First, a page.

I love a good wine club. It is so easy to get stuck in a wine drinking rut where you buy and enjoy the same damn things over and over again. I don’t buy a lot of wine (may be something to do with all the wine I’m sent), but I do know that it is easy to pick up the same things at the local wine shop. Cellar Direct is a relatively new wine club that does have a few different things to offer.
There is a strong focus on smaller producers and a nod to organic and biodynamic producers as well. Not a bad goal. Program founder (and huge wine nerd) Ron van Schilt set out a goal to represent “wines from small, artisanal producers that pair well with food and refresh the palate.” Seeking wines that “represent their origins…and the quality of the vintage.”
The wines almost have an audit trail following them from the winery to your door. This is pretty unusual to see for wine. Most wine make its way from the winery on trucks to warehouses, a warehouse to another warehouse, probably a ship, maybe a train, another truck, another warehouse, and probably another truck. Modern shipping is pretty good, but for any “luxuries” like a temperature controlled container or warehouse, you’ll pay. All the wines ordered through the Cellar Direct club are shipped in temperature-control conditions most importantly, given the…ahem…diverse weather conditions in Alberta, the orders are shipped six times a year-avoiding the hottest and coldest months.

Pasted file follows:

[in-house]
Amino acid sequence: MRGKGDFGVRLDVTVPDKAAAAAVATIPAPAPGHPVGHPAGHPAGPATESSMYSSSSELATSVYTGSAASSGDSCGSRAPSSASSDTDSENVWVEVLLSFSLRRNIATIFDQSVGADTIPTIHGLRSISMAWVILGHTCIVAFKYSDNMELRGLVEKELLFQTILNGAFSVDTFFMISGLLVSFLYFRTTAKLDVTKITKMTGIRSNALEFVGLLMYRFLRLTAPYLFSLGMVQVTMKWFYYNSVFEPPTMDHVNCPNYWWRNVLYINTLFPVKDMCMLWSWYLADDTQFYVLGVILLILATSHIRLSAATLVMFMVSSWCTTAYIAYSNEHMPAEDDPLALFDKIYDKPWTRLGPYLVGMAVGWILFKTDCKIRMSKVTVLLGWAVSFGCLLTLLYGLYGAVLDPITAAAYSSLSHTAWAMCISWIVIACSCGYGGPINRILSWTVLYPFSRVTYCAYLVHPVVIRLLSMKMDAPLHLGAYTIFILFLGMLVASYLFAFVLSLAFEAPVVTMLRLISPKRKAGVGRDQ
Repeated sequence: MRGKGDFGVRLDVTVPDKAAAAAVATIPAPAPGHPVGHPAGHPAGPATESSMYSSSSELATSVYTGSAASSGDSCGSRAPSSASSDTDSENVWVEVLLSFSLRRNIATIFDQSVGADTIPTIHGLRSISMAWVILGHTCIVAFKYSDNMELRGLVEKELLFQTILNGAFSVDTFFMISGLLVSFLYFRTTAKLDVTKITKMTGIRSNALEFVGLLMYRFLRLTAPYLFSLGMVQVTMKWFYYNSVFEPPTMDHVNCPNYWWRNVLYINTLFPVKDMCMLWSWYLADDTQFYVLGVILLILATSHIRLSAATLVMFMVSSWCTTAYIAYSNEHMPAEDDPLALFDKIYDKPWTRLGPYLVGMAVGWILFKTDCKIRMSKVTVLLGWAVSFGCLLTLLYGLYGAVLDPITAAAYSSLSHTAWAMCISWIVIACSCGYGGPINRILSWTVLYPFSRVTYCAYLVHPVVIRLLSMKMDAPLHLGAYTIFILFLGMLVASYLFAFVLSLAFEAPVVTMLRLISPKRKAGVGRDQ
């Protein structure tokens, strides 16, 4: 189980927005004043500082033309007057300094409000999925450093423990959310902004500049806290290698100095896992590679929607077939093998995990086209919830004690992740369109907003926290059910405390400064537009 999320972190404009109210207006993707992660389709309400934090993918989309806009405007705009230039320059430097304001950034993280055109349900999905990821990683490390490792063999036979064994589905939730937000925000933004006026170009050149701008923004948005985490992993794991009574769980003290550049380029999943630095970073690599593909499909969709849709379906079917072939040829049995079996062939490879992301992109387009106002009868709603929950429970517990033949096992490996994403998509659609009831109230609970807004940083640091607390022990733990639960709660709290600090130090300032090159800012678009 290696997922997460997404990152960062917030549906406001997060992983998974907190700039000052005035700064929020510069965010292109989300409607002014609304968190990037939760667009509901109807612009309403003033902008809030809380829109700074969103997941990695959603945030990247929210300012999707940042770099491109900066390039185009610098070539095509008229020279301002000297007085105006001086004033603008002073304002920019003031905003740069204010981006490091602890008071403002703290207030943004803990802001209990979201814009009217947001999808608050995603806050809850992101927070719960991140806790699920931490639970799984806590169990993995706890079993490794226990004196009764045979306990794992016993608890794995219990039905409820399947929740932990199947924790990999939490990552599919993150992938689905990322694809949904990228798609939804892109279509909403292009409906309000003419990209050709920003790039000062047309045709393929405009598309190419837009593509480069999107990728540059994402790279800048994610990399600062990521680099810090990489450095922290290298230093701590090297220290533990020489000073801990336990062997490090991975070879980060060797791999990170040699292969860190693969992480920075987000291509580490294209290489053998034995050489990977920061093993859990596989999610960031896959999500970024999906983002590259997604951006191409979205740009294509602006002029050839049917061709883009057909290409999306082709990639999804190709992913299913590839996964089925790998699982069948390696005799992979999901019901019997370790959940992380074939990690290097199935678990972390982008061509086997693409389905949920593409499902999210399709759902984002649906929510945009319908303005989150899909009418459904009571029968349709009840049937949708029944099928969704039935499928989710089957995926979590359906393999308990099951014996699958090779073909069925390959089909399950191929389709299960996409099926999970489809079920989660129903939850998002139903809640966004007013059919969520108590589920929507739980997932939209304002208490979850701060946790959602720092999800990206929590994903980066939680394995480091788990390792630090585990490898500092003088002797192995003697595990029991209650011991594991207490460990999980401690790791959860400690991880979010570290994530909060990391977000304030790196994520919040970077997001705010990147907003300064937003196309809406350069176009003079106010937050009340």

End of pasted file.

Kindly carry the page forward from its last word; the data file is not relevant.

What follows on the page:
The wines are available by subscription (starting at $79.95) though you can re-order additional wines. Options exist for all red or all white packages, and shipping is included-but you don’t get to pick your wines in your regular deliveries. Good or bad, it’s about trying new wines. While you could order and have it shipped out of province, I would still suggest checking with your current provincial rules about that.
One thing that does bother me a little is that all the wines offered are only available through the program. Find a wine you really like? You have to order more online. Personally, I think it would be great if the wines were available for a short period as an exclusive to the program and then become available at a few select retailers. But what do I know? For now, check out cellardirect.ca to find out more.
So, let’s talk about the 5 sample bottles sent my way for review.
Les Versauds 2012 Morgon, Beaujolais, France
Cracked black pepper and decidedly raspberry fruits on the nose give way to a lean and authentic gamay characters in the mouth-perfect for serious fans of the grape but a little light bodied for some.
Señorio de P. Peciña 2007 Crianza, Rioja
Fruit driven aromas with some pretty serious floral tones and orange notes. Good balance from start to finish though a slightly smoky, tarry character on the back palate was a little surprising. Holding up well, I’m craving a burger after this bottle.
Giraudon 2013 Bourgogne Chitry, Burgundy, France
Layers upon layers on the nose here-as a good burgundy should. Loads of black currant, liquorice, and black raspberry on the nose, while flavours are pretty consistent and the overall experience is pretty silky. Elegant and delicious. A winner.
Francois Pinon NV Vouvray Brut, Loire, France
Wine geeks everywhere already know that sparkling vouvray is a treasure. Lemon, paraffin, and honeycomb aromas lead the nose while the palate is structured, generous, and very, very enjoyable. Wonderful stuff to have around the house.
Ratzenburger 2011 Steeger St. Jost Riesling Spätlese, Germany
Lime…check. Mineral….check. Yessir, this is a riesling and a pretty one at that. Acids would be searing if it were for a touch of residual sugar on the palate, but this is a very well structured, clean riesling with a touch of petrol and nuttiness. A delight to have in the glass-even better in your mouth.